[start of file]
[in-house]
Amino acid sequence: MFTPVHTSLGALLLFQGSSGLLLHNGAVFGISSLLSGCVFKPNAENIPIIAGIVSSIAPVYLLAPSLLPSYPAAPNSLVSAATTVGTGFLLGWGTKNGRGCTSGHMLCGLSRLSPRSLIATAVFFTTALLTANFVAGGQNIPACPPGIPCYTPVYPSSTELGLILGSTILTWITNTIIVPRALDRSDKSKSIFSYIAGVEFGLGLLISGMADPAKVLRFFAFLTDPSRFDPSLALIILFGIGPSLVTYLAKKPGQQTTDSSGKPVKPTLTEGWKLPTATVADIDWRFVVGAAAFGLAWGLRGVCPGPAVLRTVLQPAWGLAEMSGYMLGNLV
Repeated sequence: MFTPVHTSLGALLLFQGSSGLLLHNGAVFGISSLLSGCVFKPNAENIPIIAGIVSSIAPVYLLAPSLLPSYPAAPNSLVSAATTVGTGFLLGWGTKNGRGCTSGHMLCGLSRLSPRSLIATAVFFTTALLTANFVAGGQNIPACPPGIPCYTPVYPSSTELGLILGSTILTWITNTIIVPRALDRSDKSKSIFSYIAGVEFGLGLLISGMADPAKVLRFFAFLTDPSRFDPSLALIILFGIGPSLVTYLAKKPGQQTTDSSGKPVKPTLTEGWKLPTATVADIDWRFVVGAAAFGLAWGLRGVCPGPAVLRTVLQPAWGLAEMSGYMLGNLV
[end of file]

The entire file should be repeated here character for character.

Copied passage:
[in-house]
Amino acid sequence: MFTPVHTSLGALLLFQGSSGLLLHNGAVFGISSLLSGCVFKPNAENIPIIAGIVSSIAPVYLLAPSLLPSYPAAPNSLVSAATTVGTGFLLGWGTKNGRGCTSGHMLCGLSRLSPRSLIATAVFFTTALLTANFVAGGQNIPACPPGIPCYTPVYPSSTELGLILGSTILTWITNTIIVPRALDRSDKSKSIFSYIAGVEFGLGLLISGMADPAKVLRFFAFLTDPSRFDPSLALIILFGIGPSLVTYLAKKPGQQTTDSSGKPVKPTLTEGWKLPTATVADIDWRFVVGAAAFGLAWGLRGVCPGPAVLRTVLQPAWGLAEMSGYMLGNLV
Repeated sequence: MFTPVHTSLGALLLFQGSSGLLLHNGAVFGISSLLSGCVFKPNAENIPIIAGIVSSIAPVYLLAPSLLPSYPAAPNSLVSAATTVGTGFLLGWGTKNGRGCTSGHMLCGLSRLSPRSLIATAVFFTTALLTANFVAGGQNIPACPPGIPCYTPVYPSSTELGLILGSTILTWITNTIIVPRALDRSDKSKSIFSYIAGVEFGLGLLISGMADPAKVLRFFAFLTDPSRFDPSLALIILFGIGPSLVTYLAKKPGQQTTDSSGKPVKPTLTEGWKLPTATVADIDWRFVVGAAAFGLAWGLRGVCPGPAVLRTVLQPAWGLAEMSGYMLGNLV